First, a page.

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Alexa is Amazon’s wildly popular voice technology, and while most people are using it to shop, check the weather or play music, automakers such as Nissan, Ford, and BMW are rapidly incorporating it into their latest models. You can ask Alexa to start your vehicle remotely, unlock its doors, even use it to order a cup of coffee from Starbucks or a pizza to go from Domino’s.
The 2018 model-year is bringing a series of rapid changes to the automobile and the automobile industry as a whole. One of the most significant is the rapid addition of new onboard technologies turning the automobile into a computer on wheels. Indeed, the average new vehicle today has anywhere from 50 to 100 microprocessors onboard, notes Jurgen Otto, CEO of German mega-supplier Brose, with some of the most advanced models pushing that closer to 150.
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Those microprocessors control everything from the car’s engine to its adaptive suspension system. Some models, like the updated 2018 Mercedes-Benz S-Class, actually scan the road ahead to see where the bumps and potholes are, adjusting individual shock absorbers to smooth out the ride.
Perhaps the biggest development for 2018 is the introduction of new, semi-autonomous driving technologies by at least a half-dozen automakers. The big Audi A8, for one, has Traffic Jam Pilot technology — capable of taking almost complete control in traffic moving at speeds up to 37 mph. It will steer, accelerate, brake and even come to a complete stop and then start back up again.
Related: Who Has the Best In-Car Technology?
Other brands offering various levels of hands-free driving include Mercedes, BMW, Tesla, Volvo, Cadillac and Nissan. The Japanese maker’s ProPilot Assist debuts on the second-generation Leaf battery-electric vehicle, or BEV, along with a new “smart” throttle that will actually slow the car to a complete stop in many situations without having to jump to the brake pedal.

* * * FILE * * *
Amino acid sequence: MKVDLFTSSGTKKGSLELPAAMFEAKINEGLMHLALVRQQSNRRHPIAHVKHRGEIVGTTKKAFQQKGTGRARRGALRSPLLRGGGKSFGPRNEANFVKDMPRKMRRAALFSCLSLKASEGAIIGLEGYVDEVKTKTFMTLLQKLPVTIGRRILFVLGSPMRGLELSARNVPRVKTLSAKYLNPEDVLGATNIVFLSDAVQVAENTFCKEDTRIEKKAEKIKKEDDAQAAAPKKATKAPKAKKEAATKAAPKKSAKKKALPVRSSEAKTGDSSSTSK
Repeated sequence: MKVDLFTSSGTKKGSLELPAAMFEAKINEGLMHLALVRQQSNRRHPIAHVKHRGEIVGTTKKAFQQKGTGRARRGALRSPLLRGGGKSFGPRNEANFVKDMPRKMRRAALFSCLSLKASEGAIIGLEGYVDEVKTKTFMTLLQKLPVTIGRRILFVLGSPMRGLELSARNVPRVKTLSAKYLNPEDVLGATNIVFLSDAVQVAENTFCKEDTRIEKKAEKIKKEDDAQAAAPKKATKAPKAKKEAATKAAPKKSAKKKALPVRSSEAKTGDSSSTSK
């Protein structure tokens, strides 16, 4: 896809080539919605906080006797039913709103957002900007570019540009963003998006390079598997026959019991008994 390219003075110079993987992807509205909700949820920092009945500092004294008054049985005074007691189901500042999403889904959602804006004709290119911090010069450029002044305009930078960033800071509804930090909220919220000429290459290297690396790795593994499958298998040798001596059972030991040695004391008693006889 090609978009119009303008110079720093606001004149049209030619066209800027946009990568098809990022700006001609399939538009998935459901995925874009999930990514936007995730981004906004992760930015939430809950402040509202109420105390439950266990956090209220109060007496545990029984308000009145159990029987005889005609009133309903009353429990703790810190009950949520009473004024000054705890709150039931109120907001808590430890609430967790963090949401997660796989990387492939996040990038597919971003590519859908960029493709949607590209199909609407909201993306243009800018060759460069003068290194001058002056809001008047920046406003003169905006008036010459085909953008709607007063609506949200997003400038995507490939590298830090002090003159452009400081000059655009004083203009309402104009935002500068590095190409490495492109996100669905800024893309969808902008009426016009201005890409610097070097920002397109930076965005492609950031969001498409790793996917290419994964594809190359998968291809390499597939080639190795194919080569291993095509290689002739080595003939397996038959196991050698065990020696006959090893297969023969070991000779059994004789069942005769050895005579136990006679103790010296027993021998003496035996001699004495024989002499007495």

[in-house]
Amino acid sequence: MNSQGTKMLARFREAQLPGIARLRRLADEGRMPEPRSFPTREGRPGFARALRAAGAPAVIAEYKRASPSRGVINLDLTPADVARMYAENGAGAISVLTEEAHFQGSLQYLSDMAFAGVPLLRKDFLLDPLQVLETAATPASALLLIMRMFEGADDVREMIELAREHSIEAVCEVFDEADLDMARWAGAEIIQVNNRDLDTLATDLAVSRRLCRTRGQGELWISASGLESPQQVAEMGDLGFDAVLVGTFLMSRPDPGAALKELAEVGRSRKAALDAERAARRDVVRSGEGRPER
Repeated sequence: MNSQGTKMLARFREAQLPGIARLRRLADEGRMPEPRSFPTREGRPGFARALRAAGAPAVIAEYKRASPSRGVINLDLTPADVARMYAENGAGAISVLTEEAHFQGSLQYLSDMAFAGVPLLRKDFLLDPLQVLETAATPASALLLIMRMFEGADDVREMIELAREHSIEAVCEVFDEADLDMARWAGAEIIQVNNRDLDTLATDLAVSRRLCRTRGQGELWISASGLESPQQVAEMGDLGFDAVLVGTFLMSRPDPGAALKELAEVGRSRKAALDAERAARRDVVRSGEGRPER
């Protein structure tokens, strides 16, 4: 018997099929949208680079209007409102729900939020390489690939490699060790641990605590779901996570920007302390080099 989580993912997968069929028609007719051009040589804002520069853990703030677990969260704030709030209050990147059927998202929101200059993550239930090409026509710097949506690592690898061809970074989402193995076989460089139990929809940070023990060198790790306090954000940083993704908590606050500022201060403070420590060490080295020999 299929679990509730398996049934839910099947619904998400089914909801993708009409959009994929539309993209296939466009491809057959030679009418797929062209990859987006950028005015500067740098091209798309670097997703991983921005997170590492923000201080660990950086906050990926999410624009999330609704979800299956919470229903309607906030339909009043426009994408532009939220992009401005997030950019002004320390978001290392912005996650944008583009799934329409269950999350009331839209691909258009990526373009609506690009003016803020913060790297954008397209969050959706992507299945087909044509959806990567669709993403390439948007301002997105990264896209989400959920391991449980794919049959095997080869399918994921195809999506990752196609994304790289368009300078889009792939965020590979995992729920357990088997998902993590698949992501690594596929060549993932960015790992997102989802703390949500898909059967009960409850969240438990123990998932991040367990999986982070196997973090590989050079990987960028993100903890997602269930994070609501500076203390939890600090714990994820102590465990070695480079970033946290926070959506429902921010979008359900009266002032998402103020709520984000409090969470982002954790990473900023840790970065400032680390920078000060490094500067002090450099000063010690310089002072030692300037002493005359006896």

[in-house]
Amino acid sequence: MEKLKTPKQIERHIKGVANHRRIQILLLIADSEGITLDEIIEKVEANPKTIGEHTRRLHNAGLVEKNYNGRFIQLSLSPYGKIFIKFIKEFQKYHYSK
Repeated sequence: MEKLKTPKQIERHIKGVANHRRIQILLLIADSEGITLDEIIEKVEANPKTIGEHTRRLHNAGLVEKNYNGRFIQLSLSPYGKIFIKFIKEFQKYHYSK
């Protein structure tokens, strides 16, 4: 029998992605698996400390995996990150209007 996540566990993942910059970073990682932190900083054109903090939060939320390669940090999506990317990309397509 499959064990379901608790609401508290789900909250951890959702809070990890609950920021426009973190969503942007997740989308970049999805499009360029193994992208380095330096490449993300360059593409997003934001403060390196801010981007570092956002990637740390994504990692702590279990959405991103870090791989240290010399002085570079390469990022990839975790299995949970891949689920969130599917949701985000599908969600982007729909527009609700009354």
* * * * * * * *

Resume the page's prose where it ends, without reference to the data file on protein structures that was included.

Expect to see more and more autonomous technology begin to roll out over the next three to four years, mostly on high-end products. But even base-level vehicles are getting plenty of smart safety tech for 2018.
More Technology = Fewer Accidents
Several recent studies by the Insurance Institute for Highway Safety indicate that the latest in safety technology, collectively known as ADAS, or Advanced Driver Assistance Systems, are preventing collisions and reducing injuries and fatalities. They’re particularly useful in an era when so many motorists are distracted by their smartphones.
ADAS technology can be divided into two categories, starting with systems designed to warn the driver of a potential crash. These include Forward Collision Warning, Lane Departure Warning, and Blind Spot Detection. They all sound an alert, whether that's a beep, a flashing light, a shake of the steering wheel, or even a buzz in your seat.
More advanced systems will intervene if the driver fails to take evasive measures. These includes Automatic Emergency Braking and Lane-Keeping Assist. Volvo this year is adding a system designed to prevent you from making a pass if the car senses oncoming traffic. These technologies will, as needed, apply the brakes or nudge the steering wheel, even without the driver’s intervention.
A fair number of those new microprocessors are going into onboard comfort, convenience and infotainment technologies. Bluetooth hands-free phoning and audio are all but ubiquitous on the 2018 models, even on entry-level products. And a growing list of models can now be found offering built-in 4G LTE WiFi hotspots. The latest rear seat entertainment systems — popular on SUVs and minivans — allow passengers in the back to call up their own choice of music or video.
Even Standard Models Get High Tech
Touchscreens also are becoming ubiquitous, even in some of the lowest-priced models on the market, like the new Hyundai Accent. So are navigation systems, though prices have yet to take the sort of tumble we’ve seen with aftermarket navi technology. But there is an alternative.
Nearly half of all 2018 models will be capable of running either Apple CarPlay or Android Auto. Essentially, that lets you operate smartphone apps from the car’s video display, and if you have a low-cost navigation app, you can use it on the car’s screen as if it were a built-in navigation system.
Meanwhile, a fair number of 2018 models will come with a virtual co-pilot like Amazon’s Alexa. The voice assistant is now offered on a number of Nissan, Ford, BMW, and Hyundai products, among others. That South Korean carmaker is also integrating Google Home, the search giant's answer to Alexa.
These voice systems can handle not only basic vehicle functions but are gaining additional skills that can take care of things you might want to do when driving to or from the office. In the morning, Ford’s version of Alexa will let you order a cup of coffee from a nearby Starbucks. On the way home, skip the cooking and use the system to order a pizza to go. Ford plans to integrate connectivity features like this into as much as 90 percent of the vehicles it sells worldwide by 2020.